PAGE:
My buddy is already thinking about what we should eat. He already knows a lot about it. My goal is to share some specific pieces of information that will help him reach a good conclusion. That information can be stuff he hadn’t thought of or didn’t know (e.g. information about my preferences), or information about what areas I’m focusing my thinking on (e.g. he already knows that cheapness is a factor, but by saying it I’m communicating that I view it as a particularly large factor. He can then accept that or else express his disagreement.)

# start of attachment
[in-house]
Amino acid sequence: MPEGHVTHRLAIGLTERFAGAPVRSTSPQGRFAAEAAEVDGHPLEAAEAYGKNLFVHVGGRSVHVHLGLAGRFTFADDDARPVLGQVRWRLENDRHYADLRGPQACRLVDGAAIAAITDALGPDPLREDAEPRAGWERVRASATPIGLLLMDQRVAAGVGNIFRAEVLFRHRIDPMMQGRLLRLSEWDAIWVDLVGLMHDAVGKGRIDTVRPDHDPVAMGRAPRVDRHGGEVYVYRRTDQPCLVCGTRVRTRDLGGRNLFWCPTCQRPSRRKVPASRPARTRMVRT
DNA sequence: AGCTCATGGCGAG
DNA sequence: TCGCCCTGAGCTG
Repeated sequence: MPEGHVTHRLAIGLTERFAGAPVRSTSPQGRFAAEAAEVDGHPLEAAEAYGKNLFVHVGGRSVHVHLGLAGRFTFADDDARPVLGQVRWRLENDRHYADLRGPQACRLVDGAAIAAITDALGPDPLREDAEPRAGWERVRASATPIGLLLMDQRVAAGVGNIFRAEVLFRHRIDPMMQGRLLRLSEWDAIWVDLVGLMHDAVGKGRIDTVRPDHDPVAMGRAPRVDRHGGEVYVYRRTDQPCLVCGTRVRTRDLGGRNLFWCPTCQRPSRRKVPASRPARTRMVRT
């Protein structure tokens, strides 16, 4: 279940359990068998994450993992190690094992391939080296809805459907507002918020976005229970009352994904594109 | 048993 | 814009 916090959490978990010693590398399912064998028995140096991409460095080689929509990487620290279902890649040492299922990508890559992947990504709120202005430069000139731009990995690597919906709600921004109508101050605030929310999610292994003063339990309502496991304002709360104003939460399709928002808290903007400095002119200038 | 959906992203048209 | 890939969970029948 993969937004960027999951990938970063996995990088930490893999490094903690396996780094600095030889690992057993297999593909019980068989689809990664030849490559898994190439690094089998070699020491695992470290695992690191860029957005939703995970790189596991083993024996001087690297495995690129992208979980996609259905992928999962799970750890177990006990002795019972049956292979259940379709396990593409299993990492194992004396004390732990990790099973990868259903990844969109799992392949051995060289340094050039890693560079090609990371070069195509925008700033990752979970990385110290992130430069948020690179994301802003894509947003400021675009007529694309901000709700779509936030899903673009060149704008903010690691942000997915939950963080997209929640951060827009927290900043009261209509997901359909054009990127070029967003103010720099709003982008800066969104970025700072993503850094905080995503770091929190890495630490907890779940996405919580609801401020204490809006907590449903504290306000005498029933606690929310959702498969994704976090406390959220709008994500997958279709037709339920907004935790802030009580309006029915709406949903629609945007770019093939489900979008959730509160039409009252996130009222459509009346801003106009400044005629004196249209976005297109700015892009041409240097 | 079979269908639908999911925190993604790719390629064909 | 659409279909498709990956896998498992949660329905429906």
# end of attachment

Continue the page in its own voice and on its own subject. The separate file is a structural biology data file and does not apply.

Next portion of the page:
None of this fits the deductive nor inductive models of how we think and argue. Yet this is far more typical and commonplace. It’s important to life, learning, thinking, etc. And actually this view is sufficiently generic that it can subsume the deductive model (and various versions of the inductive model, too, to the extent they are well-defined and logically possible) as a particular special case of this broader model. (As to “abduction”, that is really vague and not very popular anyway.) Deduction is, in short, even when expanded a bit over the original, only stuff that can checked for correctness by simple software – but a lot of what people talk about – and particularly debate about – isn’t like that.